It was 3 pm on Friday afternoon. By the slippery rocks of Thiruvottriyur beach in North Chennai, a young man stood knee deep in a black, viscous substance which clung stubbornly on to his bare legs and arms. He bent down to scoop some of the oil into a small bucket, which was then handed down the long chain of volunteers, carried over the rocks and then dumped into one of the many water drums lined up by the shore.

A week after several tonnes of oil spilled into the Bay of Bengal, a large black pool still remained gathered against the rocky shore. And the massive struggle to clean up the polluted waters continued. Personnel from various government departments, fishermen, non-governmental organisation workers and other volunteers were still manually scooping out the viscous oil using buckets.

“We have removed more than 70 tonnes of oil manually,” said Pradeep B Mandal, Commanding Officer in the Coast Guard who was overseeing the cleanup operations on Thiruvottriyur beach.

It all began in the early hours of January 28. Two ships collided near the Kamarajar Port in North Chennai. One ship, MT BW Maple, carried liquefied petroleum gas. The other, MT Dawn Kanchipuram, carried petroleum oil lubricants from which several tonnes spilled into the sea. There is still no clear information about how much oil was spilled exactly. But by Saturday evening, the residents of neighbourhoods south of the port detected the strong, suffocating smell of oil as the waves carried the black oil towards the rocky shore.

“The smell of oil was so strong that we could hardly breathe for a few days,” said G Senthil, an auto rickshaw driver from Bharatiyar Nagar, a residential area that lay a few kilometres south of the port. “We were also very scared about the possibility of a huge fire. This is the place where we usually come with our families for picnics to enjoy ourselves over the weekend. But we didn’t allow our children near the place.”

Volunteers are exposed to toxic crude oil while cleaning up.

Disastrous damage

This oil spill is reportedly the first incident of its kind in the south-east coast of India. The latest reports show that the oil has spread over 72 km of the coast, from Ennore in the north where the Kamarajar port is located to Mahabalipuram in the south.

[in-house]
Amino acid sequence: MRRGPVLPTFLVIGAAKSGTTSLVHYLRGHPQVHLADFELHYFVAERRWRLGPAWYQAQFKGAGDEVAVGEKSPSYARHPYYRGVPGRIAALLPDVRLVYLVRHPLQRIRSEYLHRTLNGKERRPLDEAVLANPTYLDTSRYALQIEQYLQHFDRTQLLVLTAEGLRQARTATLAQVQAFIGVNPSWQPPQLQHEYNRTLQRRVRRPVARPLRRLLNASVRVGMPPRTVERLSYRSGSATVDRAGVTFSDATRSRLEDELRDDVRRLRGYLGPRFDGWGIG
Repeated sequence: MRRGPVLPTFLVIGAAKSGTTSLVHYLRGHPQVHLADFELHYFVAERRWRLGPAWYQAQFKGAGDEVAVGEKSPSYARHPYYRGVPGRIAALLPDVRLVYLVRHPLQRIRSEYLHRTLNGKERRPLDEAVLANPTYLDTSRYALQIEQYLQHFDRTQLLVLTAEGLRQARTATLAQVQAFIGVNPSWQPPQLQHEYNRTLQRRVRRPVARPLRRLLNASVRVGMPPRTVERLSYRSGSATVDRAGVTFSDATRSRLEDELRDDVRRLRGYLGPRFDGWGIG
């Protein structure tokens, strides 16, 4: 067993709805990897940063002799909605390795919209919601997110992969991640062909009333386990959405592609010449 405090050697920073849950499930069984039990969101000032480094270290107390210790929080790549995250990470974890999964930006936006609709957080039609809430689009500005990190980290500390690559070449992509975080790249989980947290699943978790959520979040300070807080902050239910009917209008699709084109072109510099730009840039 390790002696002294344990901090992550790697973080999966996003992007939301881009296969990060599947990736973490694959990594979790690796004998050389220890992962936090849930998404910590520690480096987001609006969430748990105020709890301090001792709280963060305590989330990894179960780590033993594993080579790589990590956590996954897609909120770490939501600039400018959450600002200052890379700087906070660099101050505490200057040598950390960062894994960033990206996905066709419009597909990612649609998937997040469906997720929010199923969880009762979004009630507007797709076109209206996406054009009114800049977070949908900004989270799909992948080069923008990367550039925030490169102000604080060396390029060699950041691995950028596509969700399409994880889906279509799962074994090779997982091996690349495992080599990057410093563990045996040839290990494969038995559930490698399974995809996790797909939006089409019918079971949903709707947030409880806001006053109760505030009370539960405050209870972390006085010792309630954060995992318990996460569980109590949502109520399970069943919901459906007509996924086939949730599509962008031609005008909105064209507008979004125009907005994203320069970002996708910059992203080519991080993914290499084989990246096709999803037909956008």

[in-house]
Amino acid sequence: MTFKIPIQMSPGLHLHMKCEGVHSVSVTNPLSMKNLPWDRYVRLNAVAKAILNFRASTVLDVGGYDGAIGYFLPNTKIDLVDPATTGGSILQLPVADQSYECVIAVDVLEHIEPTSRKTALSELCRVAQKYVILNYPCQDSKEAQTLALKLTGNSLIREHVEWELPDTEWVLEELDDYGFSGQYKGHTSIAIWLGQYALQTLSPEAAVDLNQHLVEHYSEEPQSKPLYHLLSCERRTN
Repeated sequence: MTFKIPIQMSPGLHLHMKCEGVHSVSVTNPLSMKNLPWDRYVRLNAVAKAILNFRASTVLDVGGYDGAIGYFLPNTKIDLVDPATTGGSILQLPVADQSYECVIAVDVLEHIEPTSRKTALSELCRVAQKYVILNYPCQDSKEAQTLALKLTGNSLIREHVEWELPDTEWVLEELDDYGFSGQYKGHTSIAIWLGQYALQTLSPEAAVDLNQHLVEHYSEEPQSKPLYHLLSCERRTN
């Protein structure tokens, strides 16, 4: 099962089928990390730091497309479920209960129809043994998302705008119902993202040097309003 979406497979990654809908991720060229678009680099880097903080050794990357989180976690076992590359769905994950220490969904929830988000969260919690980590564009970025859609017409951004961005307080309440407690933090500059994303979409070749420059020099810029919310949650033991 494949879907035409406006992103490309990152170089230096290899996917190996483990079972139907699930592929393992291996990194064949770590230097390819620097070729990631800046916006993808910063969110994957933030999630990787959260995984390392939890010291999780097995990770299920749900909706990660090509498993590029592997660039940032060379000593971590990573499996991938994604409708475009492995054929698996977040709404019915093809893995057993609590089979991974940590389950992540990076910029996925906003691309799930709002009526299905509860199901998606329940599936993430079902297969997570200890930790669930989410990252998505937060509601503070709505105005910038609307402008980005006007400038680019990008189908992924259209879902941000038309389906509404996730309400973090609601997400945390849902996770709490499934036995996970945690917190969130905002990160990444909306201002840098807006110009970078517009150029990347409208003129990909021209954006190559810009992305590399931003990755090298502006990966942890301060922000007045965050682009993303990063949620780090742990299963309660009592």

For the past week, the livelihood of fishing communities has suffered. Many fishermen are reluctant to take out their boats to see as they fear their equipment might get damaged by the crude oil. The fishermen who are continuing to venture out into the sea find that their fish is hardly being sold. The crowd at the fish markets across the city has thinned, as news spread that the fish may be contaminated and rendered poisonous by the oil.

“People are giving out wrong information on the news and making us suffer,” lamented P Malli, a fisherwoman at Marina Beach. “There is no connection between the oil spill and the quality of our fish. But we have hardly any customers and now have to reduce the price for our fish to be sold.”

The oil spill has also put aquatic life along the coast in danger. Even if the quality of fish may not be affected immediately, a possibility of a long term disaster looms ahead. Fishermen say that since the fish swim towards the coast during the coast and breed near the river mouth – which is presently choked by large amounts of oil – there is a possibility that the breeding of fish will be severely affected.

There is also concern over the effect of the oil spill on the vulnerable olive ridley turtles that nest along the Chennai coast around the month of February. “Turtles need to surface to breathe, so any deposition of oil on their nostrils and mouth can be toxic,” said Akila Balu, coordinator at Students Sea Turtle Conservation Network, a volunteer group working to conserve and create awareness about olive ridley turtles. “They might also inhale toxic fumes which is highly corrosive for their liver and heart. The oil may also weigh them down and hinder their ease of movement.”

The oil has not affected turtles as much at present, Balu explained. “In the month of January, around 160 turtles have washed ashore dead,” she said. “But of these more than 150 were due to getting caught in trawl nets. Only a few died because of the oil.” But the oil spill may have long term effects. The oil may cause the bodies of the turtles to overheat when they bask in the sun, she said. Moreover, the oil tends to gather near sea grass and floating seaweed where hatchlings and young turtles live, causing them to suffocate.

Marine engineering students volunteering to clean the oil spill.

Not only turtles and fish, but also other forms of coastal organisms are set to suffer the effects of the oil spill. “We saw many dead crabs covered in oil washed up on the shore,” said Balu. “We have seen many live crabs on the beach over the last few days.” The oil spill could be damaging even for shore birds found near river mouths, she added. “If oil sticks to their wings, it could be highly detrimental to their movement,” she said.

On Friday, a team of scientists from National Centre for Sustainable Coastal Management, under the direction of the Environment Ministry, had visited Bharatiyar Nagar to survey the damage and to compile a report on its the social, biological and physical damage.